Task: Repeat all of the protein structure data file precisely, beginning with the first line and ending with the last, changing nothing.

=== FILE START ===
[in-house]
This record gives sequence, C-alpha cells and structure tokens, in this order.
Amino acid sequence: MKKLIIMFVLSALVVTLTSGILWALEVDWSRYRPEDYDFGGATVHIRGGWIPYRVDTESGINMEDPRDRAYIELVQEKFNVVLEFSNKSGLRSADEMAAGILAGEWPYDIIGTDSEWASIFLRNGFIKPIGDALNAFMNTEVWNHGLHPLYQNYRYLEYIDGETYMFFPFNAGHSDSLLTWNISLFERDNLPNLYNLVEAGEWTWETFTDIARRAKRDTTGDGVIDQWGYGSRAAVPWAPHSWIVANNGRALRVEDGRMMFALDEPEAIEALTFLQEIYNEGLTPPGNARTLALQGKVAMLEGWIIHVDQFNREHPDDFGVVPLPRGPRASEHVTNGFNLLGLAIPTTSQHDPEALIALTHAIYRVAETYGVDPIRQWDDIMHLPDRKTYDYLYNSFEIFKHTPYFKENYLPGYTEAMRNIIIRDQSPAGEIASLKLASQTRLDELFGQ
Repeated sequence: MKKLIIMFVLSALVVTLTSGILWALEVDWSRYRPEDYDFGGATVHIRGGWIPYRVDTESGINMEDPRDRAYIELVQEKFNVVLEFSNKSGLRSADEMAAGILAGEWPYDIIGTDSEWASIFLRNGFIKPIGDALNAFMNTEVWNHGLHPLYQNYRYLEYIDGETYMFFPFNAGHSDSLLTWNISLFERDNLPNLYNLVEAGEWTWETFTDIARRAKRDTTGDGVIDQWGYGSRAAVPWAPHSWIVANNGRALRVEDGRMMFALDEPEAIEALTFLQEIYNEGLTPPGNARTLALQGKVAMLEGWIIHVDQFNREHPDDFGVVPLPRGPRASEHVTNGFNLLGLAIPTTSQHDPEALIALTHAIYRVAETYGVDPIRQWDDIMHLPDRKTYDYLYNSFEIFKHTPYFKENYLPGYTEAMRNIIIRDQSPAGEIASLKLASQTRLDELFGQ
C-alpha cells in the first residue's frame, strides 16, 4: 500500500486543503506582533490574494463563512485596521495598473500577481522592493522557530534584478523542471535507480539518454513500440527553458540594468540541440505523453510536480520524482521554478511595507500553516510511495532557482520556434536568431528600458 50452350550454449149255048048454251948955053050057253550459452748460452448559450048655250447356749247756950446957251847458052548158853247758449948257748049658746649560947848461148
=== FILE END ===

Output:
[in-house]
This record gives sequence, C-alpha cells and structure tokens, in this order.
Amino acid sequence: MKKLIIMFVLSALVVTLTSGILWALEVDWSRYRPEDYDFGGATVHIRGGWIPYRVDTESGINMEDPRDRAYIELVQEKFNVVLEFSNKSGLRSADEMAAGILAGEWPYDIIGTDSEWASIFLRNGFIKPIGDALNAFMNTEVWNHGLHPLYQNYRYLEYIDGETYMFFPFNAGHSDSLLTWNISLFERDNLPNLYNLVEAGEWTWETFTDIARRAKRDTTGDGVIDQWGYGSRAAVPWAPHSWIVANNGRALRVEDGRMMFALDEPEAIEALTFLQEIYNEGLTPPGNARTLALQGKVAMLEGWIIHVDQFNREHPDDFGVVPLPRGPRASEHVTNGFNLLGLAIPTTSQHDPEALIALTHAIYRVAETYGVDPIRQWDDIMHLPDRKTYDYLYNSFEIFKHTPYFKENYLPGYTEAMRNIIIRDQSPAGEIASLKLASQTRLDELFGQ
Repeated sequence: MKKLIIMFVLSALVVTLTSGILWALEVDWSRYRPEDYDFGGATVHIRGGWIPYRVDTESGINMEDPRDRAYIELVQEKFNVVLEFSNKSGLRSADEMAAGILAGEWPYDIIGTDSEWASIFLRNGFIKPIGDALNAFMNTEVWNHGLHPLYQNYRYLEYIDGETYMFFPFNAGHSDSLLTWNISLFERDNLPNLYNLVEAGEWTWETFTDIARRAKRDTTGDGVIDQWGYGSRAAVPWAPHSWIVANNGRALRVEDGRMMFALDEPEAIEALTFLQEIYNEGLTPPGNARTLALQGKVAMLEGWIIHVDQFNREHPDDFGVVPLPRGPRASEHVTNGFNLLGLAIPTTSQHDPEALIALTHAIYRVAETYGVDPIRQWDDIMHLPDRKTYDYLYNSFEIFKHTPYFKENYLPGYTEAMRNIIIRDQSPAGEIASLKLASQTRLDELFGQ
C-alpha cells in the first residue's frame, strides 16, 4: 500500500486543503506582533490574494463563512485596521495598473500577481522592493522557530534584478523542471535507480539518454513500440527553458540594468540541440505523453510536480520524482521554478511595507500553516510511495532557482520556434536568431528600458 50452350550454449149255048048454251948955053050057253550459452748460452448559450048655250447356749247756950446957251847458052548158853247758449948257748049658746649560947848461148